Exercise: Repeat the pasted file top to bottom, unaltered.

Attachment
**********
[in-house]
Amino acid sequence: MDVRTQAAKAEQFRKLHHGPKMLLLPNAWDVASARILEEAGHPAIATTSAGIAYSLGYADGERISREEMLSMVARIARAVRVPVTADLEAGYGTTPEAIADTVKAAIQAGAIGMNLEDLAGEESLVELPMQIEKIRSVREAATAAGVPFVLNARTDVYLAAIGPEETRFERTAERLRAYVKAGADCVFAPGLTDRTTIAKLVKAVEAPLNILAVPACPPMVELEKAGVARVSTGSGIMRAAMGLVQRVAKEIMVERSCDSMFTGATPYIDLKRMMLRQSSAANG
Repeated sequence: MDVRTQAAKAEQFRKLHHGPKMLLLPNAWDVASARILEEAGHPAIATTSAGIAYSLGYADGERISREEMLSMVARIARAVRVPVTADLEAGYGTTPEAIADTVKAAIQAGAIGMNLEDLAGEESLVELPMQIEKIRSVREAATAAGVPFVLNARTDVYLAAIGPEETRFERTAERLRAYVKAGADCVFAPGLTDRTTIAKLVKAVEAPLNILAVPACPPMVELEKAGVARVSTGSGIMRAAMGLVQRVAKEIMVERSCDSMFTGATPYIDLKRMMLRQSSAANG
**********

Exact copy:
[in-house]
Amino acid sequence: MDVRTQAAKAEQFRKLHHGPKMLLLPNAWDVASARILEEAGHPAIATTSAGIAYSLGYADGERISREEMLSMVARIARAVRVPVTADLEAGYGTTPEAIADTVKAAIQAGAIGMNLEDLAGEESLVELPMQIEKIRSVREAATAAGVPFVLNARTDVYLAAIGPEETRFERTAERLRAYVKAGADCVFAPGLTDRTTIAKLVKAVEAPLNILAVPACPPMVELEKAGVARVSTGSGIMRAAMGLVQRVAKEIMVERSCDSMFTGATPYIDLKRMMLRQSSAANG
Repeated sequence: MDVRTQAAKAEQFRKLHHGPKMLLLPNAWDVASARILEEAGHPAIATTSAGIAYSLGYADGERISREEMLSMVARIARAVRVPVTADLEAGYGTTPEAIADTVKAAIQAGAIGMNLEDLAGEESLVELPMQIEKIRSVREAATAAGVPFVLNARTDVYLAAIGPEETRFERTAERLRAYVKAGADCVFAPGLTDRTTIAKLVKAVEAPLNILAVPACPPMVELEKAGVARVSTGSGIMRAAMGLVQRVAKEIMVERSCDSMFTGATPYIDLKRMMLRQSSAANG